When the winds started blowing across Mozambique on the night of March 14, reaching a maximum speed of 195 kilometers per hour, the tin roof was the first thing to blow away at the home of the Mutizo family.
Inside the tiny coastal house, held together with pieces of plastic, cardboard, and bricks, 62-year Laurinda, her two adult children, Teresa and Ernesto, together with Teresa’s one-year old baby and the two teenagers the family adopted years ago, hugged and huddled together.
In a quick moment, Teresa’s hair salon, adjoining their house, simply flew away, she told UN News.
Moments later, it was Ernesto’s business shop, where the cyclone destroyed the copy machine and computer he had invested in, with the precious savings he had managed to put away, working as a barber.
The family hoped their remaining source of livelihood, the two little machambas where Laurinda grew rice, would survive, but in the morning, they found out that had been destroyed as well.
As the Mutizos realized their livelihoods had vanished, many other families came to the same conclusion. The deadly cyclones had left behind only debris where there had been businesses. According to UN, Cyclone Idai affected 1.85 million people in the provinces of Inhambane, Manica, Tete, Zambézia and Sofala. In the bustling coastal city of Beira in particular, 90% of all the infrastructure was damaged.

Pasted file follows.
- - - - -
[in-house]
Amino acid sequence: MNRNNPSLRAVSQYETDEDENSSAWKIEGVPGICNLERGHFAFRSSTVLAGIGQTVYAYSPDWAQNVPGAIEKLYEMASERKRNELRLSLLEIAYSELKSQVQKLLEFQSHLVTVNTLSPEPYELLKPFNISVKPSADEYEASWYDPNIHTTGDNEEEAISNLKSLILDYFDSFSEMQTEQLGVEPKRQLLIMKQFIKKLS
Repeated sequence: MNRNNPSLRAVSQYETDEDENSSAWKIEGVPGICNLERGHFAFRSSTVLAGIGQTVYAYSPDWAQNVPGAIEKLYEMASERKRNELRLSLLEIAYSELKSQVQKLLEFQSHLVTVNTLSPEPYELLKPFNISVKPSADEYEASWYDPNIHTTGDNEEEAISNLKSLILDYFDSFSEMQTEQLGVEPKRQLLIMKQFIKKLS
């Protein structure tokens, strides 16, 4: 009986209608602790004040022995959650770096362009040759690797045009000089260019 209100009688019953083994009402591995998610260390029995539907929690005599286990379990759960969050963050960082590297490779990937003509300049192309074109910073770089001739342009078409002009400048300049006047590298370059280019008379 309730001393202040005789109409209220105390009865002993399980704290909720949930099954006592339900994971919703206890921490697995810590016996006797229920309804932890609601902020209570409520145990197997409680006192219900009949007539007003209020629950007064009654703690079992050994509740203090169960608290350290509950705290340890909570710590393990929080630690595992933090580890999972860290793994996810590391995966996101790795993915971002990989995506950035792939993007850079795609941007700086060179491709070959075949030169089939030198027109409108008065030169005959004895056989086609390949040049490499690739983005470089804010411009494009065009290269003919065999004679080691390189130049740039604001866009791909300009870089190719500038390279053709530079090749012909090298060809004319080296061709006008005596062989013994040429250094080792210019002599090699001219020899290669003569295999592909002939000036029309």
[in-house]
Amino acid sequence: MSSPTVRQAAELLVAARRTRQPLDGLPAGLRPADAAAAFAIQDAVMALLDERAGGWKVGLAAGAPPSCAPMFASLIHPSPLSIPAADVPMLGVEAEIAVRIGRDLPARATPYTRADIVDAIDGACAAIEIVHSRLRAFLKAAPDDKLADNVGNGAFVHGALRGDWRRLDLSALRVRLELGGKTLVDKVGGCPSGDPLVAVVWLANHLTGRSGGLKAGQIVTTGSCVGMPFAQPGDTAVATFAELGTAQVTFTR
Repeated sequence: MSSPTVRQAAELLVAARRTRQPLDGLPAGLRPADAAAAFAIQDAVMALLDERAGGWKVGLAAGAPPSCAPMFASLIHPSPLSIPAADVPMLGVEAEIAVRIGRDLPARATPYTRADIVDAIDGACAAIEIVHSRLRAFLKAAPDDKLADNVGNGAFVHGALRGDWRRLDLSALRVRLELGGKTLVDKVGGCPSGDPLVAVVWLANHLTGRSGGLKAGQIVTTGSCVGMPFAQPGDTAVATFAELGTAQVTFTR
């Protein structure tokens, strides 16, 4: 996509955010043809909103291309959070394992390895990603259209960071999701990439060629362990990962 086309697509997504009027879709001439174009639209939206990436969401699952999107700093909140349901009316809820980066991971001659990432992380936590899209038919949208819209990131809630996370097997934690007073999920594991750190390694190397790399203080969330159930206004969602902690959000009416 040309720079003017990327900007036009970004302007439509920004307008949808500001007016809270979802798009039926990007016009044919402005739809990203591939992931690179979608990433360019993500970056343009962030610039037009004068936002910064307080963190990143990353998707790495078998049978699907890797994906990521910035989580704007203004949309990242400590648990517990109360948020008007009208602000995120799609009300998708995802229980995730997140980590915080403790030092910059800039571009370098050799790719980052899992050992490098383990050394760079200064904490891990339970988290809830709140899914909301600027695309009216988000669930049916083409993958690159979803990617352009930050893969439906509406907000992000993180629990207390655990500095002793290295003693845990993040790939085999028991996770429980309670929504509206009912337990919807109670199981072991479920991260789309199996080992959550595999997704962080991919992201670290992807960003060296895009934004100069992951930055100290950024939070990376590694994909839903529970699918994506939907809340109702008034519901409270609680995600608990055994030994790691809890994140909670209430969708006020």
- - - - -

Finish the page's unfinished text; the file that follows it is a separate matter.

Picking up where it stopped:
Pledging conference falls short
Just six weeks later, as people struggled to recover, a second devastating monster storm - Cyclone Kenneth hit the northern provinces of Cabo Delgado and Nampula, affecting more than 400,000 people.
Both cyclones were then followed by weeks of torrential rains. At one point, a UN humanitarian worker described the flooded area as “an inland ocean” that was as big as Luxembourg - about 125km by 25km across.
Mr. Guterres will begin his mission on Thursday by meeting President Filipe Nyusi, and receive updated briefings from UN agencies in the field, before visiting some of the affected areas.